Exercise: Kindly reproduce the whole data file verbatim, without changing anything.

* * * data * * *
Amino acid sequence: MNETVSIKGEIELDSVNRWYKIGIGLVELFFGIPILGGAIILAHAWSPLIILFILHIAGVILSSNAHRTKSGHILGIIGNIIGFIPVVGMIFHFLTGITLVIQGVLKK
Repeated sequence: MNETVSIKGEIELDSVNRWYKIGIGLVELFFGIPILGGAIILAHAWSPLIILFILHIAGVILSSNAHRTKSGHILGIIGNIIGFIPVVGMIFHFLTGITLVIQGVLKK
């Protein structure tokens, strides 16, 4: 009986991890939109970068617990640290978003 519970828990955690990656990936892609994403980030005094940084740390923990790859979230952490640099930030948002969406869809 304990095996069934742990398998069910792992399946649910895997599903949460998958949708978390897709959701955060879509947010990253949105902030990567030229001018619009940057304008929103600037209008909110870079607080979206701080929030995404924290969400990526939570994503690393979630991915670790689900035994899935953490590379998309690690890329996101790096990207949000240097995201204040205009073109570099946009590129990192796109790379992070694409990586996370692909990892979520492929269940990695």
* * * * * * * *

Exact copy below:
Amino acid sequence: MNETVSIKGEIELDSVNRWYKIGIGLVELFFGIPILGGAIILAHAWSPLIILFILHIAGVILSSNAHRTKSGHILGIIGNIIGFIPVVGMIFHFLTGITLVIQGVLKK
Repeated sequence: MNETVSIKGEIELDSVNRWYKIGIGLVELFFGIPILGGAIILAHAWSPLIILFILHIAGVILSSNAHRTKSGHILGIIGNIIGFIPVVGMIFHFLTGITLVIQGVLKK
């Protein structure tokens, strides 16, 4: 009986991890939109970068617990640290978003 519970828990955690990656990936892609994403980030005094940084740390923990790859979230952490640099930030948002969406869809 304990095996069934742990398998069910792992399946649910895997599903949460998958949708978390897709959701955060879509947010990253949105902030990567030229001018619009940057304008929103600037209008909110870079607080979206701080929030995404924290969400990526939570994503690393979630991915670790689900035994899935953490590379998309690690890329996101790096990207949000240097995201204040205009073109570099946009590129990192796109790379992070694409990586996370692909990892979520492929269940990695």